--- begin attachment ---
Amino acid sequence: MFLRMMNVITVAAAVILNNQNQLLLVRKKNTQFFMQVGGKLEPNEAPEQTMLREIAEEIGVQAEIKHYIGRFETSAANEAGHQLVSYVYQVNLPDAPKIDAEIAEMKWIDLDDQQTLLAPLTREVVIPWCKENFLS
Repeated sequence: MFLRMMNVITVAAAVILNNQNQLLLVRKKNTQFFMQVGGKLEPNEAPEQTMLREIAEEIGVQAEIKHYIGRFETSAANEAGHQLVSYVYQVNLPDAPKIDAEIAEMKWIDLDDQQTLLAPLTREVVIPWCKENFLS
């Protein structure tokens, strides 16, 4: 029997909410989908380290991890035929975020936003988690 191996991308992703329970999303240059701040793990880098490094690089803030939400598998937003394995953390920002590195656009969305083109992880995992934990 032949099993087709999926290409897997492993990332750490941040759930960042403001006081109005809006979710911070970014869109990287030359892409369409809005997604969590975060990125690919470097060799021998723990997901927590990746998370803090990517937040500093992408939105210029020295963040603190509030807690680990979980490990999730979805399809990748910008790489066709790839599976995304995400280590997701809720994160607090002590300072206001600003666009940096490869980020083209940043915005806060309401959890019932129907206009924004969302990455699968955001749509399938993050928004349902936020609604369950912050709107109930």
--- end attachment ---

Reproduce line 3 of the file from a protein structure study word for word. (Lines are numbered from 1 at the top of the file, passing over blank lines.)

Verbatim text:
């Protein structure tokens, strides 16, 4: 029997909410989908380290991890035929975020936003988690 191996991308992703329970999303240059701040793990880098490094690089803030939400598998937003394995953390920002590195656009969305083109992880995992934990 032949099993087709999926290409897997492993990332750490941040759930960042403001006081109005809006979710911070970014869109990287030359892409369409809005997604969590975060990125690919470097060799021998723990997901927590990746998370803090990517937040500093992408939105210029020295963040603190509030807690680990979980490990999730979805399809990748910008790489066709790839599976995304995400280590997701809720994160607090002590300072206001600003666009940096490869980020083209940043915005806060309401959890019932129907206009924004969302990455699968955001749509399938993050928004349902936020609604369950912050709107109930």